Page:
This morning, my alarm clock went off at its usual time, 8:10 AM (I know, I’m spoiled rotten. Thank you, work from home gods.) The sweet sounds of ukelele floated through the room as I pressed the blinking red “snooze” button on my iPhone, silencing “Somewhere Over the Rainbow” for a few more minutes (if you need a smile, listen to this song. I walked down the aisle to it!). As I snuggled into my pillow, I remembered I had the day off! As the joy of sleeping in filled my head with visions of pouncing through sleepy-cloud-land a bit longer, I remembered that Monday mornings I could go to a 9:30 Zumba class with one of my favorite instructors.
Suddenly, I was faced with a decision. I could stay in bed, curled up in my traveling gnome pajamas with a kitten wrapped around my head and a lazy tabby at my feet. I could enjoy my day off to the fullest by getting some extra Z’s, waking up later, around 10 AM, maybe even 11, with rays of sun peeking through the blinds. OR…. I could get out of bed, into the cold bedroom air, and put on my workout clothes. I could fill up my water bottle, grab my keys, and drive ten minutes to the gym, where I could jolt myself awake with loud latin music and screaming, sweaty women.
As I lay in bed negotiating with myself, I caught a glimpse of this book on my nightstand –The Willpower Instinct: How Self-Control Works, Why It Matters, and What You Can Do To Get More of It. This book was recommended to me by a friend, and I suddenly remembered one of the main points of this book – we all have a “now” self, and a “future” self. When we’re facing a willpower challenge, in my case, getting up and going to the gym, I tend to always think about my “now” self. My “now” self wants to stay in bed, to be lazy and warm, to not have to do any sort of ‘work’ on my day off. But what about my “future” self? My “future” self wants to fit into size 16 jeans, go on vacation to Thailand without fear of being ridiculed for my size, and to one day have healthy, happy pregnancies without being “high risk” because of my weight. My “future” self knows that I’ll feel great after a workout, and that’s the most important thing.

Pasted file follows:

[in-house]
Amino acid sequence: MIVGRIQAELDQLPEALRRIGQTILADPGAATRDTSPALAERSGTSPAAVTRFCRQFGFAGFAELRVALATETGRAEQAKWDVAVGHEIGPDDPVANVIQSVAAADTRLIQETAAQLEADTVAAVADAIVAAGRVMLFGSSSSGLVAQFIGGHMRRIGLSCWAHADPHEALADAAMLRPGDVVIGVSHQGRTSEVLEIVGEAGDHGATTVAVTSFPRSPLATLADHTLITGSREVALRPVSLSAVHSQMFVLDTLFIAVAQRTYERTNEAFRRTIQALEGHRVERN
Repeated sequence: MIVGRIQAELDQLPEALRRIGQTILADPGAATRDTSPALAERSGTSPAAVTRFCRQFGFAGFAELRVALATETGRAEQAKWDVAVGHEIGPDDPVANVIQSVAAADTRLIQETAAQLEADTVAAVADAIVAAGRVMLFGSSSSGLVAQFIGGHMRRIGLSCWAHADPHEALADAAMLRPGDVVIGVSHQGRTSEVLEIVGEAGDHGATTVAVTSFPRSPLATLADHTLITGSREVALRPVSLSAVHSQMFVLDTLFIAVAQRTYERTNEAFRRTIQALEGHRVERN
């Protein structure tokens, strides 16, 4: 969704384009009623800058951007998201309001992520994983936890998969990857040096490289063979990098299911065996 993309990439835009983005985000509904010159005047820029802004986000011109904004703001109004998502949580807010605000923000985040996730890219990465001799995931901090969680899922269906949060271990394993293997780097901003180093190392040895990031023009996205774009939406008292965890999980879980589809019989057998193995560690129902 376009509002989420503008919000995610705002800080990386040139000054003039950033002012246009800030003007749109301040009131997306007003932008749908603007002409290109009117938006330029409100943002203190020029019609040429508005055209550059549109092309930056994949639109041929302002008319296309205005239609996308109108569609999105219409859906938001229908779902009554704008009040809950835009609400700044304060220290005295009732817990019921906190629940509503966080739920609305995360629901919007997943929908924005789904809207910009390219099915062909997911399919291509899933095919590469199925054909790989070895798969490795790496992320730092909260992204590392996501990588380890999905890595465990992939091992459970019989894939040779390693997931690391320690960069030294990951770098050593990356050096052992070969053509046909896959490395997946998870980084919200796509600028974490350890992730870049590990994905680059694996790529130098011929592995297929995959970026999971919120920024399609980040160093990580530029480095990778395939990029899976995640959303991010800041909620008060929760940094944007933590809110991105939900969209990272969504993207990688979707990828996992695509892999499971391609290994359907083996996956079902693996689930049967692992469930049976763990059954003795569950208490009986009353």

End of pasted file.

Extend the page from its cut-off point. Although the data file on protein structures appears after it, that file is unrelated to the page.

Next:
Seeing that book reminded me that I’d rather have what my “future” self was having – a healthier, happier future. So I got out of bed, into the cold bedroom air, put on my workout clothes, filled up my water bottle, drove to the gym, and jolted myself awake with loud latin music and screaming, sweaty women. My “future” self said “Thank You.”
When you’re faced with a decision, do you ever look at it as “now” self versus “future self”? You can also think about it like what would feel good now, versus what would feel good later. Most of the time, unless we’re really, really sick or emotionally not good, the “feel good later” will end up being the better deal. What do you think?